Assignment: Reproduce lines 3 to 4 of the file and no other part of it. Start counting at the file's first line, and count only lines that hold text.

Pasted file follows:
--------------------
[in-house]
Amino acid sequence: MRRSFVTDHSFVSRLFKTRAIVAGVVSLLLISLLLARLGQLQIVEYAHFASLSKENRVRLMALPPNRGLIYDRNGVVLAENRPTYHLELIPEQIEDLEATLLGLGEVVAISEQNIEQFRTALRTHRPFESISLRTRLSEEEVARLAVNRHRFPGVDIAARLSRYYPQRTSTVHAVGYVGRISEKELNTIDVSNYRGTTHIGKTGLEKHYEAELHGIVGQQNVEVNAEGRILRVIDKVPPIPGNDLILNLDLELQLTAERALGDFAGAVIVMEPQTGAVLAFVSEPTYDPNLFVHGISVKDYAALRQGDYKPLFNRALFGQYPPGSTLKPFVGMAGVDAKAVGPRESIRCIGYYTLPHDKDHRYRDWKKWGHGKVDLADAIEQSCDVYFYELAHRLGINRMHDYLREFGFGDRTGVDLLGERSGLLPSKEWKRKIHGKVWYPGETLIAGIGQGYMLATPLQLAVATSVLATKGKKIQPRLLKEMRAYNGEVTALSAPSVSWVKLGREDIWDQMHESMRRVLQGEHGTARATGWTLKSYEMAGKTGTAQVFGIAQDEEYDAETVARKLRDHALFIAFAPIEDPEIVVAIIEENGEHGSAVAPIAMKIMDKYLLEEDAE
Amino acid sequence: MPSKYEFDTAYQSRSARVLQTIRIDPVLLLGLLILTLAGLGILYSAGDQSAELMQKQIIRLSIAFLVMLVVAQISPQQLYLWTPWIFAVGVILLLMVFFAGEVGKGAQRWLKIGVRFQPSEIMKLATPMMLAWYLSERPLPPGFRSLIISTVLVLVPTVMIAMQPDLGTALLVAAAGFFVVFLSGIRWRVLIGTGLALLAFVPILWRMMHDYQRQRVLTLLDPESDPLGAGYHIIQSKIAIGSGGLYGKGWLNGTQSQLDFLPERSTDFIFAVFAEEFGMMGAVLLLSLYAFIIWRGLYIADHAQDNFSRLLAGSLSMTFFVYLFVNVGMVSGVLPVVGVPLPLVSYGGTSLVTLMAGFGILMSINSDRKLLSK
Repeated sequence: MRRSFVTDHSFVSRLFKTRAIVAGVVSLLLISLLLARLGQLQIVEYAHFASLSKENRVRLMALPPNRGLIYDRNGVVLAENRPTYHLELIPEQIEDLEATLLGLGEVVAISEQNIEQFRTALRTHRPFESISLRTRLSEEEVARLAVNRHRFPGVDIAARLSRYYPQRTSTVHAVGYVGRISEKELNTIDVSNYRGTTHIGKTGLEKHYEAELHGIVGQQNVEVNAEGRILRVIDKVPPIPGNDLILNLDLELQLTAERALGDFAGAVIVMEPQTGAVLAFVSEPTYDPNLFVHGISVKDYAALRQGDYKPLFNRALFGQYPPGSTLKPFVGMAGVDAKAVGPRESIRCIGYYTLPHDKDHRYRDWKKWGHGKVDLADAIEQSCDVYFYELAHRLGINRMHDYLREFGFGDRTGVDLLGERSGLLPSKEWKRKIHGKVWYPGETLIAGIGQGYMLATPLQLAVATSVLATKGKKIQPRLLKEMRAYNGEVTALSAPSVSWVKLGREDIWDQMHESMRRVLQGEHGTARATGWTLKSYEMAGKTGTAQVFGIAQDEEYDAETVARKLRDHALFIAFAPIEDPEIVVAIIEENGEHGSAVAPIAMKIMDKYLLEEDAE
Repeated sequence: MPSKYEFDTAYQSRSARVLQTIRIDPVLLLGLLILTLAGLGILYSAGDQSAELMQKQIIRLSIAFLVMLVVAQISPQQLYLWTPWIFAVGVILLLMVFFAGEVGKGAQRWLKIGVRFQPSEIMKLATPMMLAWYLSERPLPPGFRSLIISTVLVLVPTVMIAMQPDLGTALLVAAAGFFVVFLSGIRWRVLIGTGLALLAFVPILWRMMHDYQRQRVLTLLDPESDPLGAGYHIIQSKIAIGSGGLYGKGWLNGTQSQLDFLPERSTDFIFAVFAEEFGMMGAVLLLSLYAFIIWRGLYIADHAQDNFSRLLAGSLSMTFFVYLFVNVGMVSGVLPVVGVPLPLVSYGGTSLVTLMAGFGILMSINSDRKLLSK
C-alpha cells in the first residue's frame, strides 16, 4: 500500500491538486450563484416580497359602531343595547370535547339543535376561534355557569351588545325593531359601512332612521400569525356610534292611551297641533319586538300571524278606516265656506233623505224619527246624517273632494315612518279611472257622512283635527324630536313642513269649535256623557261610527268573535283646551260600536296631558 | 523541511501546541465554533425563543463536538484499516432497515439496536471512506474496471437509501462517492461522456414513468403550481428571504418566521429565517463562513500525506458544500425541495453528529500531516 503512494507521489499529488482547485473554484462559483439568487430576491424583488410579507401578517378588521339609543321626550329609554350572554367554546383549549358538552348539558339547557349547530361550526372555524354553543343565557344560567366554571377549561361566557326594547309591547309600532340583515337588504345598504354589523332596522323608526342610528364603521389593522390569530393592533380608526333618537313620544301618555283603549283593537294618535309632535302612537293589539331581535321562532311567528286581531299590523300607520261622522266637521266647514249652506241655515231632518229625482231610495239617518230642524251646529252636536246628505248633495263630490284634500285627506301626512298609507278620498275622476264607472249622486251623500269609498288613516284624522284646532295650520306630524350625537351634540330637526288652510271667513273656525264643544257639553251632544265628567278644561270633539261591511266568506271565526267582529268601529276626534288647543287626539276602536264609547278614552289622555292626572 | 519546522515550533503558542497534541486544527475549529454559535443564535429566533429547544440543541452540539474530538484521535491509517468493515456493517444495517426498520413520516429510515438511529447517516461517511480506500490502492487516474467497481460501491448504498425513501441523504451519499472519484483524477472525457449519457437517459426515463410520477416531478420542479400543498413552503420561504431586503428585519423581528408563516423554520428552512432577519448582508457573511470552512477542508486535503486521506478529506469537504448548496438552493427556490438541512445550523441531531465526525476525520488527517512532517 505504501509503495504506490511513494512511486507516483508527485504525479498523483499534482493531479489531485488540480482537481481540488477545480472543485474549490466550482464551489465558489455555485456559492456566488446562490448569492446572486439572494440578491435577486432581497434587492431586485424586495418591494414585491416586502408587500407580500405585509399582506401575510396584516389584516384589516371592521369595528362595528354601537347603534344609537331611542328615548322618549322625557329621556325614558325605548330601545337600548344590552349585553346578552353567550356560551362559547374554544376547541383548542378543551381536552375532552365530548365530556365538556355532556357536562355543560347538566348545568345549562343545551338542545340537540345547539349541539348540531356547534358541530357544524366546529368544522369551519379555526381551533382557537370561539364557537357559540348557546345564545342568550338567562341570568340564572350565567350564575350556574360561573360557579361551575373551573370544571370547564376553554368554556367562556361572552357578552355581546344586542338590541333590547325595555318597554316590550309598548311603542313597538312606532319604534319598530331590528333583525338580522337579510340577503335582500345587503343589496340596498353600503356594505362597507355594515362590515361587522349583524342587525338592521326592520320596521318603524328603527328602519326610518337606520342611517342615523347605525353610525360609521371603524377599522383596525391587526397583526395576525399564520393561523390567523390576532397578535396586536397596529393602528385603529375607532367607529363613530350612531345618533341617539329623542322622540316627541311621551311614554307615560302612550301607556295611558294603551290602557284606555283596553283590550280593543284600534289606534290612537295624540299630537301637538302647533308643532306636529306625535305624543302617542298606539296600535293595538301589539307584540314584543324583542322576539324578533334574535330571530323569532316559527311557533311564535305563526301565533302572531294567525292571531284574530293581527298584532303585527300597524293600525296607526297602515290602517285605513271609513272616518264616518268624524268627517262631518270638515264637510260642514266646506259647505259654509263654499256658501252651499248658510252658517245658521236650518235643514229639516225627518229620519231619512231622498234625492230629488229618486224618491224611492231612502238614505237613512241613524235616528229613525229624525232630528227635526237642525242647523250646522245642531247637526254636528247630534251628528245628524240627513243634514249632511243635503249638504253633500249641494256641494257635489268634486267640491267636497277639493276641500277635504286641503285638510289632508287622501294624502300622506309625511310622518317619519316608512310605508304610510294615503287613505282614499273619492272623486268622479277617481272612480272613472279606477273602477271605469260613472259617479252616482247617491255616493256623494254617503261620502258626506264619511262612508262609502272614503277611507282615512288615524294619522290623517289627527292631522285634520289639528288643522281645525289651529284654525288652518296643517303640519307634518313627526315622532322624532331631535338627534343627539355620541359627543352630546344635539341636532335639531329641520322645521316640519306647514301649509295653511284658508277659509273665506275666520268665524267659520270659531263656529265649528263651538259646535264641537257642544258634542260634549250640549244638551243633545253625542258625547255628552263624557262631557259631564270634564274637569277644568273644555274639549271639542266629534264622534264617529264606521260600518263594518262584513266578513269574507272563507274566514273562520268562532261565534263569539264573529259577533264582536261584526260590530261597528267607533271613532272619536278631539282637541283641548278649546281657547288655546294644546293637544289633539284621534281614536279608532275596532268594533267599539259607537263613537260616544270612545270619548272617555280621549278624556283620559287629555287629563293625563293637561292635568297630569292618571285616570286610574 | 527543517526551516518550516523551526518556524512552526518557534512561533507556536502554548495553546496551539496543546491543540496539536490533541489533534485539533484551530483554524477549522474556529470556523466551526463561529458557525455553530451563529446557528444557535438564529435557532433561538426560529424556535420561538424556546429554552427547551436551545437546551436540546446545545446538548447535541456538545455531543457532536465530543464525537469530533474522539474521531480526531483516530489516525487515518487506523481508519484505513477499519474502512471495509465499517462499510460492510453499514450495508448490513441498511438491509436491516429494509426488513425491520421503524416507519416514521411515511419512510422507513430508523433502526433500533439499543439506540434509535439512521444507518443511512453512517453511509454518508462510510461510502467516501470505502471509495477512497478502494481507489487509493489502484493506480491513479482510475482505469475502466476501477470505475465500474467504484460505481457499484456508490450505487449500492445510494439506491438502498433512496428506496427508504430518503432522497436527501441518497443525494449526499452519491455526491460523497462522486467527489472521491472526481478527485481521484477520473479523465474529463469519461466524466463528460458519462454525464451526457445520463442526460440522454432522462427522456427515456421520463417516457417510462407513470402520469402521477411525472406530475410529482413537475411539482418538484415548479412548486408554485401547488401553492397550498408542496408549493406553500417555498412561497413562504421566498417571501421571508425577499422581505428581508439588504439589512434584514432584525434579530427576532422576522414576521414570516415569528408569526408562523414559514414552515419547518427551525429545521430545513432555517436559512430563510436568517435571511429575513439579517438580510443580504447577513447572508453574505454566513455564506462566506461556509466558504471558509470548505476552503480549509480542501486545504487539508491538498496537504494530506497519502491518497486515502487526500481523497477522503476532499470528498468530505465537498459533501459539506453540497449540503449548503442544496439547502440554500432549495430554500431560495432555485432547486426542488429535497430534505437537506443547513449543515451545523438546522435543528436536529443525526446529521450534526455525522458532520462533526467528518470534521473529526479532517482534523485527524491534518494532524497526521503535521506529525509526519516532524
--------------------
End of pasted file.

Amino acid sequence: MPSKYEFDTAYQSRSARVLQTIRIDPVLLLGLLILTLAGLGILYSAGDQSAELMQKQIIRLSIAFLVMLVVAQISPQQLYLWTPWIFAVGVILLLMVFFAGEVGKGAQRWLKIGVRFQPSEIMKLATPMMLAWYLSERPLPPGFRSLIISTVLVLVPTVMIAMQPDLGTALLVAAAGFFVVFLSGIRWRVLIGTGLALLAFVPILWRMMHDYQRQRVLTLLDPESDPLGAGYHIIQSKIAIGSGGLYGKGWLNGTQSQLDFLPERSTDFIFAVFAEEFGMMGAVLLLSLYAFIIWRGLYIADHAQDNFSRLLAGSLSMTFFVYLFVNVGMVSGVLPVVGVPLPLVSYGGTSLVTLMAGFGILMSINSDRKLLSK
Repeated sequence: MRRSFVTDHSFVSRLFKTRAIVAGVVSLLLISLLLARLGQLQIVEYAHFASLSKENRVRLMALPPNRGLIYDRNGVVLAENRPTYHLELIPEQIEDLEATLLGLGEVVAISEQNIEQFRTALRTHRPFESISLRTRLSEEEVARLAVNRHRFPGVDIAARLSRYYPQRTSTVHAVGYVGRISEKELNTIDVSNYRGTTHIGKTGLEKHYEAELHGIVGQQNVEVNAEGRILRVIDKVPPIPGNDLILNLDLELQLTAERALGDFAGAVIVMEPQTGAVLAFVSEPTYDPNLFVHGISVKDYAALRQGDYKPLFNRALFGQYPPGSTLKPFVGMAGVDAKAVGPRESIRCIGYYTLPHDKDHRYRDWKKWGHGKVDLADAIEQSCDVYFYELAHRLGINRMHDYLREFGFGDRTGVDLLGERSGLLPSKEWKRKIHGKVWYPGETLIAGIGQGYMLATPLQLAVATSVLATKGKKIQPRLLKEMRAYNGEVTALSAPSVSWVKLGREDIWDQMHESMRRVLQGEHGTARATGWTLKSYEMAGKTGTAQVFGIAQDEEYDAETVARKLRDHALFIAFAPIEDPEIVVAIIEENGEHGSAVAPIAMKIMDKYLLEEDAE